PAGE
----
Set in the midst of Ireland’s recession, the novel is a whydunnit that opens with a confession from the killer on the first page. The killer brutally attacks a disgraced corrupt banker in his own home in front of the victim’s wife. An hour later, he turns himself in to the police but claims he has no idea who the victim is or why he did it. Spain’s books are gripping and filled with intriguing, original plots inspired by Ireland’s social history. Her best-selling debut novel, With Our Blessing, features Inspector Tom Reynolds investigating the murder of a nun linked to a notorious institute for “fallen women.”
Unraveling Oliver by Liz Nugent
Remember what I was saying about the Irish and our penchant for darkness? Author Ruth Ware praised Unraveling Oliver as “pitch-black and superbly written.” I feel like my work here is done. The novel begins with a savage depiction of domestic violence, told from the chilling voice of the offender. Nugent’s story is all the more unsettling because the book’s main narrator, Oliver, is a successful children’s author with an outwardly stable family life. Told in flashbacks starting from Oliver’s unprovoked near-fatal assault of his wife to his unhappy childhood as an unwanted son, the novel slowly unravels to the nightmarish event that brought everything crashing down.
Let The Dead Speak by Jane Casey
Seven books down in the Maeve Kerrigan series and fans are clamouring for more of Casey’s special brand of crime fiction. Always one foot in reality, Casey’s novels enjoy plenty of interesting layers that all keep one another warm until the final conflagration. In her recent novel, eighteen-year-old Chloe Emery returns home to find her West London home covered in blood and her mother nowhere to be found. London detective Maeve Kerrigan suspects Emery’s ultra religious neighbors are responsible for the murder but there’s one problem: there’s no body. Crafted with sharp dialogue, some of which might raise a smile, and clever plotting, Let The Dead Speak, will take you on a race through the pages.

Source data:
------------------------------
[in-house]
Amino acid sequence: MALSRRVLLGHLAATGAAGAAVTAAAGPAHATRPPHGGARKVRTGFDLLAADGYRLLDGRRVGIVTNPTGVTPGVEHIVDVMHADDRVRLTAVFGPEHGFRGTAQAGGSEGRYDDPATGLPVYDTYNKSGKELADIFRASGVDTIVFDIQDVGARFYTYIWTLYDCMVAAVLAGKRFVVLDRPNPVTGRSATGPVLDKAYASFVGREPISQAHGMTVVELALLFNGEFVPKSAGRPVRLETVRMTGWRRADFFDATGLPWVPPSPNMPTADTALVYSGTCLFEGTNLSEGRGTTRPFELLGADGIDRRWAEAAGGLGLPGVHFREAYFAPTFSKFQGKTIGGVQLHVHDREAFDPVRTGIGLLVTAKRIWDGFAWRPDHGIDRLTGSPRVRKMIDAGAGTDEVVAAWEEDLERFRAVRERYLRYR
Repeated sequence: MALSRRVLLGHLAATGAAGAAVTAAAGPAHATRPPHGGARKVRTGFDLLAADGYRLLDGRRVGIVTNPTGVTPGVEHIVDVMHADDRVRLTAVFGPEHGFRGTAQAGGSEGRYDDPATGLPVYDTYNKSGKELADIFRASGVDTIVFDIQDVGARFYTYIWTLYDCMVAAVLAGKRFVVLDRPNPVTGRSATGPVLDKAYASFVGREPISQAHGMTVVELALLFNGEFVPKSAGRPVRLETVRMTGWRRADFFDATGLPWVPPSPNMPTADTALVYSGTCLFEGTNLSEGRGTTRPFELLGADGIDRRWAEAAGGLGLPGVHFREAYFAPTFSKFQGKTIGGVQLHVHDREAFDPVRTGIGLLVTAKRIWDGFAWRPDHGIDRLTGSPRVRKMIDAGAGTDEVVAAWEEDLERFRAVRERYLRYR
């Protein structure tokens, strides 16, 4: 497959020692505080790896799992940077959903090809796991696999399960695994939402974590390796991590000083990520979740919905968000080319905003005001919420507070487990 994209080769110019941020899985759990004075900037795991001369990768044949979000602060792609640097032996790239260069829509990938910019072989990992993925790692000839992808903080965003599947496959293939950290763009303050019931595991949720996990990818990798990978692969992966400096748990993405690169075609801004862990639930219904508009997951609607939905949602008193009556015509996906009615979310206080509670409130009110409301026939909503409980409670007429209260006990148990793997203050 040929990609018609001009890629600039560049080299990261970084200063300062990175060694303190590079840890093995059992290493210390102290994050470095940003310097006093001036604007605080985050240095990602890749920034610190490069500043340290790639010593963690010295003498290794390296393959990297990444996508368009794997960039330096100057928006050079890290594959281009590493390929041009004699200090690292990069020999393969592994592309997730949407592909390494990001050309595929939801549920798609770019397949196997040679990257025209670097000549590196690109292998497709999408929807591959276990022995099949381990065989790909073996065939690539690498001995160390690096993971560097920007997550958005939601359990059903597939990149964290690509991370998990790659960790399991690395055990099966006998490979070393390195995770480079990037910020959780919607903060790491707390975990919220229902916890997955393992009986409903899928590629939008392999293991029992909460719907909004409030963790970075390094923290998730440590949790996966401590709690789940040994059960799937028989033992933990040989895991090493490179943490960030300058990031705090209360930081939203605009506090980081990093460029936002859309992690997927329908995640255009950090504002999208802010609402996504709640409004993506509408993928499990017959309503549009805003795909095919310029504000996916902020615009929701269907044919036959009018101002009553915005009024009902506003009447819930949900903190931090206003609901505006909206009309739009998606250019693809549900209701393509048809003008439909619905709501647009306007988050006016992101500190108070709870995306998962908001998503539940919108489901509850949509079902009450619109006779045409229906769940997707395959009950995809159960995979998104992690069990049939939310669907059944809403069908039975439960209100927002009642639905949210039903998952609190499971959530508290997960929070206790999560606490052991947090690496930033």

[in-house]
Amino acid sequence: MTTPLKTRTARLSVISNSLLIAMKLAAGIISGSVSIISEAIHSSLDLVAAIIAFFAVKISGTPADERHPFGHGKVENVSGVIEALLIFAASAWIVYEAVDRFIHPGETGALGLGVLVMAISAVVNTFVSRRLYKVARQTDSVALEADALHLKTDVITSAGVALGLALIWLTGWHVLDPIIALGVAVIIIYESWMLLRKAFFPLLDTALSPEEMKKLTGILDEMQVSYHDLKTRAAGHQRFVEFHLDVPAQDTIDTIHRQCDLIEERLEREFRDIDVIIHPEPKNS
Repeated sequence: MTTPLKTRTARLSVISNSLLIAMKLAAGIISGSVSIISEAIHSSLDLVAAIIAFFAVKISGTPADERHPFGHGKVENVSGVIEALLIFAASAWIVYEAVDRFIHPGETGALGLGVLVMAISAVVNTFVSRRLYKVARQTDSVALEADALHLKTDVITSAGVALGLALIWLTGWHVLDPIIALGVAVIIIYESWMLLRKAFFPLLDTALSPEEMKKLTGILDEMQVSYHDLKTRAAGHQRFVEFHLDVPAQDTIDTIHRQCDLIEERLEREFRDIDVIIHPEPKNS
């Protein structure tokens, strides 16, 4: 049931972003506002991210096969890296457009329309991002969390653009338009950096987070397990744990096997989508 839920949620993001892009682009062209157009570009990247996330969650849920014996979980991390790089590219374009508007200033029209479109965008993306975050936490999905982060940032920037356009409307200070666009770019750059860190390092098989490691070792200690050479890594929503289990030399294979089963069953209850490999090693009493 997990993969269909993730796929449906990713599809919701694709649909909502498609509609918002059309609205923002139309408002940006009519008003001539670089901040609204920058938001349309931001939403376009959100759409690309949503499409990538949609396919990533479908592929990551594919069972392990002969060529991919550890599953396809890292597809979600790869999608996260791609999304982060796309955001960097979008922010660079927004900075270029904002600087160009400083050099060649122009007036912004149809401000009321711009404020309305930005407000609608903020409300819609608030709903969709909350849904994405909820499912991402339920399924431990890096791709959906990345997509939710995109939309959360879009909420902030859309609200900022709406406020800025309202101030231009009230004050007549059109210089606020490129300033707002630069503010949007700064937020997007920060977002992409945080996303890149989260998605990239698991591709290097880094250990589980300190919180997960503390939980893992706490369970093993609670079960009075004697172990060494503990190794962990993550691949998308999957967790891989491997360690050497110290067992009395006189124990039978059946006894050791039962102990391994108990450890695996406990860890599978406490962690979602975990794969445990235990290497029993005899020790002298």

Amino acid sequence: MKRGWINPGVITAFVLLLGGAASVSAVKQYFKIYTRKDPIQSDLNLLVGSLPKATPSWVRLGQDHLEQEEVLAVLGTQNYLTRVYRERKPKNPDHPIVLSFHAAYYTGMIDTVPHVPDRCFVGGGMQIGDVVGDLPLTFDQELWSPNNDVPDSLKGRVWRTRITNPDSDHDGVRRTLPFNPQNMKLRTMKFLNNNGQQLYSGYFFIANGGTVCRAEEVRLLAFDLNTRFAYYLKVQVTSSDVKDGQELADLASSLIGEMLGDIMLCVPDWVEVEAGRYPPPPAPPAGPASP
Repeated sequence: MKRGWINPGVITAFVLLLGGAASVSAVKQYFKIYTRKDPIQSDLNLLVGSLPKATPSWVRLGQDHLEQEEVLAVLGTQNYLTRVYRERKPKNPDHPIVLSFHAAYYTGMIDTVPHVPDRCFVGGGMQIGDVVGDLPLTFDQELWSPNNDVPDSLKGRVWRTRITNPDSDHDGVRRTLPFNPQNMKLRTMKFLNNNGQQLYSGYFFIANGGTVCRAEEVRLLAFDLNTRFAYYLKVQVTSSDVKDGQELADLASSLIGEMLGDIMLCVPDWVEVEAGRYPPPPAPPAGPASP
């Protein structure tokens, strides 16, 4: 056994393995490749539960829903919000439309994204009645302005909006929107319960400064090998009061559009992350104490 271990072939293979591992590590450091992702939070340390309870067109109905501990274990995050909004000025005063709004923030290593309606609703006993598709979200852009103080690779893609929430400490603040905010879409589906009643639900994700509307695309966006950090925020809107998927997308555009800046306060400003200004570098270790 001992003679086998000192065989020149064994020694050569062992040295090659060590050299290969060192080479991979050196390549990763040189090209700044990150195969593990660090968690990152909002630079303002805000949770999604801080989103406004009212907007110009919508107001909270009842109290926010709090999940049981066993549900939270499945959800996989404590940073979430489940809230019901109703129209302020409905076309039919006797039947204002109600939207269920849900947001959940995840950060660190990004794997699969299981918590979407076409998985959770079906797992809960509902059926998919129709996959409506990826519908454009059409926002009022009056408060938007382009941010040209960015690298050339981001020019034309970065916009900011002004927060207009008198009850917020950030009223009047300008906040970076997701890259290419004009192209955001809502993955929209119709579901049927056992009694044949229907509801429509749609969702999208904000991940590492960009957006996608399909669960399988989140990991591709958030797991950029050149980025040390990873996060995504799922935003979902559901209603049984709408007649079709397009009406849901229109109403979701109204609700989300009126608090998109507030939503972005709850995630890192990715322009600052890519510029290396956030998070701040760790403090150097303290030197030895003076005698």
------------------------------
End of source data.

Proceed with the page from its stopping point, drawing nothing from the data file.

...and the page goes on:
The Liar’s Girl by Catherine Ryan Howard
With her second novel, The Liar’s Girl, hitting shelves as I type, the time has never been more ripe to begin your obsession with Howard’s novels. The Liar’s Girl takes us back to the canals of Dublin in a story packed with psychological trickery and playing on the theme of the bad boy, and a very bad boy indeed. What do you do when you realize your boyfriend is a killer?
Mr. Flood’s Last Resort by Jess Kidd
Jedd Kidd’s mysteries refuse to conform to genre in the most delicious of ways. She sculpts her imaginative storylines with a deft hand managing to bring otherworldly elements into the intriguing mystery at the center of her plot. Her latest, Mr. Flood’s Last Resort, is set in a Maurier-esque mansion in London and her sleuth takes the form of Irish careworker, Maud Drennan tasked with looking after a hoarder, Cathal Flood. The detective story begins when Maud is sorting through the junk in Flood’s eerily decrepit mansion and stumbles across family photographs with the faces of a little girl and a woman burnt out. Kidd takes her readers for an unsettling journey into the abyss of a Gothic family saga inspired by religious mysticism and Celtic folklore.